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FOOD TODAY 06/2014

Climate change: possible implications for food safety?

There is a growing consensus that human activities may be changing our planet’s climate. These changes in climate have a number of possible implications for human health and welfare, one of which could be the safety of food.

 

 

Background
Since the 18th century, human activities have released large amounts of gases such as carbon dioxide and methane into the atmosphere. The vast majority of these gases have come from the burning of fossil fuels, industrial processes and deforestation.1 Estimates for release of gases from food systems are between 19-29% based on 2008 data.2 The build-up of these gases, known as greenhouse gases, in the atmosphere, traps energy and acts like a blanket around the Earth. While there is a minority view that disagrees, this phenomenon, known as the greenhouse effect, is attributed to causing an increase in the overall temperature of the Earth’s atmosphere (i.e. global warming). This warming effect can influence and alter the Earth’s climate leading to climate change.1,3

The most recent report from the Intergovernmental Panel on Climate Change (IPCC) has said that the “warming of the climate is unequivocal, human influence is clear, and limiting climate change will require substantial and sustained reductions of greenhouse gas emissions.”4

Climate change
Climate change is a significant and lasting change to the weather conditions.1,3 These changes can lead to more extreme weather events such as stronger storm systems, increased frequency of heavy rain and extended dry periods.3 Rising global temperatures may also result in the melting of polar icecaps, increasing sea-levels, acidification of the oceans, coastal flooding and alteration of ocean currents.1,3-6 Recent IPCC estimates indicate likely temperature rises of 1.5oC or greater for some parts of the world by the end of the 21st century.4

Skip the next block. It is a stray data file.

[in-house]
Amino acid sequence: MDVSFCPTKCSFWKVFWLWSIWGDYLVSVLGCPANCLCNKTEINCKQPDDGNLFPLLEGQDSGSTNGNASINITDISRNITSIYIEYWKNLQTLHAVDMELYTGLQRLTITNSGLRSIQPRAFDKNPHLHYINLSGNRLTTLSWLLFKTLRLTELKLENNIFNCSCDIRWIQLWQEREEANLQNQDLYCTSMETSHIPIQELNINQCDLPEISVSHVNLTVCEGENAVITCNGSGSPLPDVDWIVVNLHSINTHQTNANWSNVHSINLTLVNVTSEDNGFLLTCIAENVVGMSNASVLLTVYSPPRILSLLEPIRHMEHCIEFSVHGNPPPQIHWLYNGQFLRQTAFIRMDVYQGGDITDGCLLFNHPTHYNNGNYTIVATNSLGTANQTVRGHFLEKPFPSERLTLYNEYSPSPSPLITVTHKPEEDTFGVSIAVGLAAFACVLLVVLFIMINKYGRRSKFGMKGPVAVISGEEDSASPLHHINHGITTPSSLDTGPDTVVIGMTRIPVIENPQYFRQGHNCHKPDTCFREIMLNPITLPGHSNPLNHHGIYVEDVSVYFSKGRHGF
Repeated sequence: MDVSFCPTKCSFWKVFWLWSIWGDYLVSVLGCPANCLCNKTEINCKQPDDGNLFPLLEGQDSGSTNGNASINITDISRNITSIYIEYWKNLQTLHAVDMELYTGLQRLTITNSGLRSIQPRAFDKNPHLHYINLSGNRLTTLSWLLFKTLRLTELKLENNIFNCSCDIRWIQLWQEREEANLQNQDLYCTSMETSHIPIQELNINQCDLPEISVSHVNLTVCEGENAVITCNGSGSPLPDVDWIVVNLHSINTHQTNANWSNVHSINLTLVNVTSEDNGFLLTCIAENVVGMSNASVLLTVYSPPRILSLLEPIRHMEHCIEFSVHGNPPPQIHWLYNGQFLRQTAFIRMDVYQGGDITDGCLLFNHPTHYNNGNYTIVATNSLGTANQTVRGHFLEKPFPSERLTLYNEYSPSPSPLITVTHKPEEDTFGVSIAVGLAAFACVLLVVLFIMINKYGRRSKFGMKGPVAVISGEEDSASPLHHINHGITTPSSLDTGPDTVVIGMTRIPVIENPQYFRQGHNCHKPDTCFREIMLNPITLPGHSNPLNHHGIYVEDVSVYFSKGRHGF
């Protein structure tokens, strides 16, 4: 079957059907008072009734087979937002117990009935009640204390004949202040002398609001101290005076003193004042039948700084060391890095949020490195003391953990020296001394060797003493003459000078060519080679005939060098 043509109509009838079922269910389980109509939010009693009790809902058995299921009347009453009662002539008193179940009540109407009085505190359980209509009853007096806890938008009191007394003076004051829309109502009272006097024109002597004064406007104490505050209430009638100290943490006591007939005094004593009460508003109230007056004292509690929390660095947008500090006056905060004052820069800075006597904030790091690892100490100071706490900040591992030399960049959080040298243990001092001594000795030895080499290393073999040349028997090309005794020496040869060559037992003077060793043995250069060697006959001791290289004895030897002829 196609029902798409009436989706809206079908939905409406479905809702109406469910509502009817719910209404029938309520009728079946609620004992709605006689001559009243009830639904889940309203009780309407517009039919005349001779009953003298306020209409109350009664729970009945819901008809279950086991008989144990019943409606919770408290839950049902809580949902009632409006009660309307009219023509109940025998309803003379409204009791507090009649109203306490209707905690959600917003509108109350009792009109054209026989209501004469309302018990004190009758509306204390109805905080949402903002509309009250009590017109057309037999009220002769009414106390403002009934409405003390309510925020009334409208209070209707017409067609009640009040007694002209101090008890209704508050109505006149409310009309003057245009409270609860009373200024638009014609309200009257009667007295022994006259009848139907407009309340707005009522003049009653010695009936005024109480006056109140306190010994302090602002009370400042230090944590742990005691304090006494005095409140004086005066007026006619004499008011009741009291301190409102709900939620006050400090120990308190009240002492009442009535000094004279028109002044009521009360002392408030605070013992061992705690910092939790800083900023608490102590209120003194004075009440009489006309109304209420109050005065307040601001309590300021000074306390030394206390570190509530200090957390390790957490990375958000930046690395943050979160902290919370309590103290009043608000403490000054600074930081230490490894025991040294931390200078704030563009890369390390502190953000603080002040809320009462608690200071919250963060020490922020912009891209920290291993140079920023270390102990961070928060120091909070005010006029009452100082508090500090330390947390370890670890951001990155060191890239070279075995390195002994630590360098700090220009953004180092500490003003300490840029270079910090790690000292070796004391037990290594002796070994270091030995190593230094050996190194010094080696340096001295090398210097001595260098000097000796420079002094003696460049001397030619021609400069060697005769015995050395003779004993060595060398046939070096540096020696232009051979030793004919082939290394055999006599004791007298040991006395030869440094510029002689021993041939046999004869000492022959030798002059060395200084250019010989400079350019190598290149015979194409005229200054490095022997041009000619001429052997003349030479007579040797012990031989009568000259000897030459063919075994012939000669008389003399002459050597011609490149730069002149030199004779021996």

Possible implications for food safety
The possible implications of climate change on availability and access to food (i.e. food security) has been widely researched and debated. Climate change is generally seen as having a negative impact on food security, particularly in developing countries.3,7,8

In contrast to food security the possible implications of climate change on food safety is an emerging field of research.9 The Emerging Risks Unit of the European Food Safety Authority (EFSA) has identified climate change as a driver for emerging risks in food and feed safety in the mid- or long-term.10 Improving our understanding of the possible effects of climate change on food safety is important considering the implications it can have on food security.7,11,12

Below is a brief overview of some potential implications of climate change. Some of these implications are supported by data, others are speculative.

Microbiological issues
The ability of microorganisms (e.g. bacteria, viruses, parasites) to survive and grow is influenced by the environment, including temperature and humidity. Many foodborne pathogens, such as Salmonella and Campylobacter, grow well in warm, moist conditions.3,6,9,13-17 In addition, many foodborne diseases also show seasonal changes in prevalence.7,13,17,18

Increases in temperature and humidity and extreme weather conditions will affect the ability of many bacterial foodborne pathogens to survive and/or grow under such conditions.3,6,9,13-17 Some of these affects could be positive or negative in terms of food safety i.e. decrease or increase the ability of foodborne pathogens to survive/grow. However, this will depend on the microorganisms’ specific requirements for growth/survival and their ability to survive and grow under stressful conditions.3

Climate change may also influence the spread or transmission of foodborne pathogens. For example, warmer temperatures in summer and milder winters may increase the abundance of pests such as insects and rodents which can spread foodborne pathogens.3,6,9,13-17 Similarly, excess rainfall leading to flooding may aid the transport of foodborne pathogens onto agricultural crops.16 Thus, climate change may alter the incidence of foodborne illness and/or the ability of pathogens to cause illness.7,13,17,18